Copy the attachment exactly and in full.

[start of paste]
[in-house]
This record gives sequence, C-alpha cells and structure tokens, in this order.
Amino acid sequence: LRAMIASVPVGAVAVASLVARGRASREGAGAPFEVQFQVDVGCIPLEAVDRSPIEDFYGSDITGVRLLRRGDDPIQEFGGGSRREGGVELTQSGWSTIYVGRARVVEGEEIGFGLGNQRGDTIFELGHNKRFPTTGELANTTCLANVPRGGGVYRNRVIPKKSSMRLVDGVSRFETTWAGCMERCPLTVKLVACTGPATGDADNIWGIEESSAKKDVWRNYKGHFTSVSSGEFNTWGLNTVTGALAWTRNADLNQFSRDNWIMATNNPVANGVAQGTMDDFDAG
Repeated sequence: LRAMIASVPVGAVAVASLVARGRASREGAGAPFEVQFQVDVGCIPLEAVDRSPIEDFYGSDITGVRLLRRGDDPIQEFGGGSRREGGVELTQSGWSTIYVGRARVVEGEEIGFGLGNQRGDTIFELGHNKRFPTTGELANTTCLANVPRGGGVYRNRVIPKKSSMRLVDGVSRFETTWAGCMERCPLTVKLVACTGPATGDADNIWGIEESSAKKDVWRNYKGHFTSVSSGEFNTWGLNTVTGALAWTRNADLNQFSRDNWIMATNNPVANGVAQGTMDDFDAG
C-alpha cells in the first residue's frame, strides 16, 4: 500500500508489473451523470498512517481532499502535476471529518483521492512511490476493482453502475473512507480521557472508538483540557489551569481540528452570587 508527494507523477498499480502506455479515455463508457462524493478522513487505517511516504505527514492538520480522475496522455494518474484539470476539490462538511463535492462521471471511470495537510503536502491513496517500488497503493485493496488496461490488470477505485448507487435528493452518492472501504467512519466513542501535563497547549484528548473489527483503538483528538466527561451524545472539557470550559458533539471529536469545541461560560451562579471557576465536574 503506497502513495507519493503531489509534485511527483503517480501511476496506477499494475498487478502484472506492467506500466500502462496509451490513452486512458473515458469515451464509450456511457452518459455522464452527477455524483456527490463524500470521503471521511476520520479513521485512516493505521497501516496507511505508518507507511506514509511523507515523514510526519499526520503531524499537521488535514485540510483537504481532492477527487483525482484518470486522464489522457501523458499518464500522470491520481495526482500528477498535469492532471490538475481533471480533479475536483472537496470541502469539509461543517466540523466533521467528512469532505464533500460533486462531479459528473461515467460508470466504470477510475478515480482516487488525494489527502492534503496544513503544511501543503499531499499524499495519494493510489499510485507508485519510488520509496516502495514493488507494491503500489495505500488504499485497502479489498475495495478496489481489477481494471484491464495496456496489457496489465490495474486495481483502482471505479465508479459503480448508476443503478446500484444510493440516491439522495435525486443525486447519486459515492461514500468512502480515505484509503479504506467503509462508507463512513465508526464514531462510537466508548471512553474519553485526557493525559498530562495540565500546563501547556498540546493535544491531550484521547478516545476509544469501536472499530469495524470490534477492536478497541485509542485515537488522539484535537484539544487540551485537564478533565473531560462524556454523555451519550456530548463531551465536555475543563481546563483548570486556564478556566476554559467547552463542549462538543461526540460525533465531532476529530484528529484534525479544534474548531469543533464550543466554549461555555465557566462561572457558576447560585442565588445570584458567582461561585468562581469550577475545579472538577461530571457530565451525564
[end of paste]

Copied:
[in-house]
This record gives sequence, C-alpha cells and structure tokens, in this order.
Amino acid sequence: LRAMIASVPVGAVAVASLVARGRASREGAGAPFEVQFQVDVGCIPLEAVDRSPIEDFYGSDITGVRLLRRGDDPIQEFGGGSRREGGVELTQSGWSTIYVGRARVVEGEEIGFGLGNQRGDTIFELGHNKRFPTTGELANTTCLANVPRGGGVYRNRVIPKKSSMRLVDGVSRFETTWAGCMERCPLTVKLVACTGPATGDADNIWGIEESSAKKDVWRNYKGHFTSVSSGEFNTWGLNTVTGALAWTRNADLNQFSRDNWIMATNNPVANGVAQGTMDDFDAG
Repeated sequence: LRAMIASVPVGAVAVASLVARGRASREGAGAPFEVQFQVDVGCIPLEAVDRSPIEDFYGSDITGVRLLRRGDDPIQEFGGGSRREGGVELTQSGWSTIYVGRARVVEGEEIGFGLGNQRGDTIFELGHNKRFPTTGELANTTCLANVPRGGGVYRNRVIPKKSSMRLVDGVSRFETTWAGCMERCPLTVKLVACTGPATGDADNIWGIEESSAKKDVWRNYKGHFTSVSSGEFNTWGLNTVTGALAWTRNADLNQFSRDNWIMATNNPVANGVAQGTMDDFDAG
C-alpha cells in the first residue's frame, strides 16, 4: 500500500508489473451523470498512517481532499502535476471529518483521492512511490476493482453502475473512507480521557472508538483540557489551569481540528452570587 508527494507523477498499480502506455479515455463508457462524493478522513487505517511516504505527514492538520480522475496522455494518474484539470476539490462538511463535492462521471471511470495537510503536502491513496517500488497503493485493496488496461490488470477505485448507487435528493452518492472501504467512519466513542501535563497547549484528548473489527483503538483528538466527561451524545472539557470550559458533539471529536469545541461560560451562579471557576465536574 503506497502513495507519493503531489509534485511527483503517480501511476496506477499494475498487478502484472506492467506500466500502462496509451490513452486512458473515458469515451464509450456511457452518459455522464452527477455524483456527490463524500470521503471521511476520520479513521485512516493505521497501516496507511505508518507507511506514509511523507515523514510526519499526520503531524499537521488535514485540510483537504481532492477527487483525482484518470486522464489522457501523458499518464500522470491520481495526482500528477498535469492532471490538475481533471480533479475536483472537496470541502469539509461543517466540523466533521467528512469532505464533500460533486462531479459528473461515467460508470466504470477510475478515480482516487488525494489527502492534503496544513503544511501543503499531499499524499495519494493510489499510485507508485519510488520509496516502495514493488507494491503500489495505500488504499485497502479489498475495495478496489481489477481494471484491464495496456496489457496489465490495474486495481483502482471505479465508479459503480448508476443503478446500484444510493440516491439522495435525486443525486447519486459515492461514500468512502480515505484509503479504506467503509462508507463512513465508526464514531462510537466508548471512553474519553485526557493525559498530562495540565500546563501547556498540546493535544491531550484521547478516545476509544469501536472499530469495524470490534477492536478497541485509542485515537488522539484535537484539544487540551485537564478533565473531560462524556454523555451519550456530548463531551465536555475543563481546563483548570486556564478556566476554559467547552463542549462538543461526540460525533465531532476529530484528529484534525479544534474548531469543533464550543466554549461555555465557566462561572457558576447560585442565588445570584458567582461561585468562581469550577475545579472538577461530571457530565451525564